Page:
Prepare for the worst to reduce the impact of cyber incidents

Rehearsing and refining your cyber incident response plans ensures you can minimise the damage if attackers manage to breach your defences.

Rehearsing and refining your cyber incident response plans ensures you can minimise the damage if attackers manage to breach your defences.

Australian businesses can do a lot to reduce their attack surface area, from maintaining a regular patching schedule to mandating the use of multi-factor authentication throughout the organisation. Yet even the best-laid plans can go awry, so a detailed incident response plan must accompany cyber defences, says Jason Koch – Managed Security Services Manager at Orro.

Incident response plans must extend beyond technical countermeasures to take a holistic approach to managing and minimising the impact of a breach.

“Every business needs some level of an incident response plan playbook, which includes a crisis management process that’s agreed to at the executive level,” Koch told Orro’s recent Cyber Security Update.

“It’s vital that everyone in the business understands what they need to do in the event of a security incident, which includes detailing how internal decision-making powers might change during the incident.”

While developing and reviewing incident response plans is critical, it is also vital that businesses practise putting those plans into action. Cyber simulations offer a great way “to practise what you preach” and help everyone in the business prepare for the pressures of responding to an actual incident.

“Cyber simulations aren’t just practised for the IT team; they’re also designed to help the executive team experience what it is like responding to a cyber breach in real-time,” Koch says. “This includes keeping a cool head and following predefined procedures rather than making rash decisions in the heat of the moment.”

“Practice also allows you to improve your processes, so you can use those activities as a learning exercise to determine how you can do better in future and stay ahead of the game.”

Issues to consider include determining which devices, tools and documentation are required during an incident response. It is critical to ensure the right people will still have access to these, even if defences are breached.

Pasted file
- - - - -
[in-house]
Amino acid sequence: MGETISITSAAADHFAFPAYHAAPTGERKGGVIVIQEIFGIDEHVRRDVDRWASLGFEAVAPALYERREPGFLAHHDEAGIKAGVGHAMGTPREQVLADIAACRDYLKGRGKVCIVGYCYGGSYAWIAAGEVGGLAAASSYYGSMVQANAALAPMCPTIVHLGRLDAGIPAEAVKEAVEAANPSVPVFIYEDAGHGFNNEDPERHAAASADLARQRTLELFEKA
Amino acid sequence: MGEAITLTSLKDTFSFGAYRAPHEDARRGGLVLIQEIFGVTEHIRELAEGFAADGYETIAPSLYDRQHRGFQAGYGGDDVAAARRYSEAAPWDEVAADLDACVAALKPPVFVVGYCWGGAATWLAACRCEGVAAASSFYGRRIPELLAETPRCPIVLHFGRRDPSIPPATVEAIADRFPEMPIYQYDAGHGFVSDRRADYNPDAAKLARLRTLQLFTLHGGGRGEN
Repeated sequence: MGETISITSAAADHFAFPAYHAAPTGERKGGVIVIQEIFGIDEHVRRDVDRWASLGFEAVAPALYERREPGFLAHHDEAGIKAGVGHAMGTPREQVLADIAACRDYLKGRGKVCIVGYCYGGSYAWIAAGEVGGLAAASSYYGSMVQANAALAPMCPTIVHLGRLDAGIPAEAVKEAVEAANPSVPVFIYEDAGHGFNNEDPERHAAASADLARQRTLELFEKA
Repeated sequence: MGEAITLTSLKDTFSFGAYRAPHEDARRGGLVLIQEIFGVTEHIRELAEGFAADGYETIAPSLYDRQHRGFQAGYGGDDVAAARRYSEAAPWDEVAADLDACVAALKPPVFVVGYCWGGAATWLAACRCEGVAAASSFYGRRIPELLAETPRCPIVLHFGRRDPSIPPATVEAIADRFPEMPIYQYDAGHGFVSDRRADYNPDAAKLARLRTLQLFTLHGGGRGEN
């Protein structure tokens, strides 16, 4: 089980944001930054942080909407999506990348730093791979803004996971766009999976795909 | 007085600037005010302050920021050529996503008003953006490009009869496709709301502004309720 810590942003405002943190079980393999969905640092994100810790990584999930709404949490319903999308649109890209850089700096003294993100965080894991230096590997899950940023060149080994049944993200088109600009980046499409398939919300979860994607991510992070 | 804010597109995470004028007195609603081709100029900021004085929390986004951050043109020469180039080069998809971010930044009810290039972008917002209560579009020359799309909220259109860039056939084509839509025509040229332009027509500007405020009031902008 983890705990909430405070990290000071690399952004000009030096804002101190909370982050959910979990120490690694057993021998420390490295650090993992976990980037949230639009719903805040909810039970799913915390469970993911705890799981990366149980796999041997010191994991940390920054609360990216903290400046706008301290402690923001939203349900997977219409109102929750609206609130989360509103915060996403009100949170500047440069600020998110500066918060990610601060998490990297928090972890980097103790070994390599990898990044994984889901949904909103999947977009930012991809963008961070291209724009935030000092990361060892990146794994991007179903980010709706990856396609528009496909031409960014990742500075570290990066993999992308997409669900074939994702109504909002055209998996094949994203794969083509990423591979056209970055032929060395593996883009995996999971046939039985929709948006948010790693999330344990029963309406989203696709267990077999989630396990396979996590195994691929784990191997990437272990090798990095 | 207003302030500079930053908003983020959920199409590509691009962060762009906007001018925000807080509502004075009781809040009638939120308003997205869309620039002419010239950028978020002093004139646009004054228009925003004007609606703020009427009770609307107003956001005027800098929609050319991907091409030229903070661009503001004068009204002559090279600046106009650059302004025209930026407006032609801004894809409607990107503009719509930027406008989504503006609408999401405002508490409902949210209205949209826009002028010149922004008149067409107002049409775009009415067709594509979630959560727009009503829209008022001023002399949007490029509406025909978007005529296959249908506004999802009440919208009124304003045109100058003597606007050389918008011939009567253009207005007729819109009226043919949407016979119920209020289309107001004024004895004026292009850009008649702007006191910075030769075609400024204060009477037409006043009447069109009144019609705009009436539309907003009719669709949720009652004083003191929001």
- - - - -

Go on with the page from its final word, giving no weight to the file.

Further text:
Studying cyber threat intel from the Australian Cyber Security Centre (ACSC) and industry-specific sources such as FS-ISAC for the financial services sector allow businesses to update their incident response plans to incorporate the latest specific threats to their sector.

This kind of insight allows businesses to conduct a risk assessment that considers the common security cyber attacks and vectors in their industry, which includes factors such as exposure based on external-facing infrastructure.

“You must also consider how you are going to handle the media and public relations, as that’s one of the most critical items when it comes to protecting brand reputation and managing the public’s perception of your business through an incident,” Koch says.

“The openness in your communication, providing specific information to the right stakeholders in a timely manner, is critical regarding how you’ll recover and retain customers after a cyber breach.”

In the event of an incident disrupting critical infrastructure, organisations must report the incident to the ACSC within 12 hours. Other incidents must be reported within 72 hours under the latest Security of Critical Infrastructure (SOCI) Act reforms, says Michael van Rooyen, Orro’s Chief Technology Officer, Networks.

“Having a robust cyber incident response plan makes it much easier for organisations to meet this obligation during an incident,” van Rooyen says. “Especially as they need to understand the significance of the impact when reporting it.”

“An incident response plan must include determining who within the organisation is responsible for triggering the countdown for that 12 or 72-hour reporting deadline, and who will undertake that reporting, to avoid significant penalties.”

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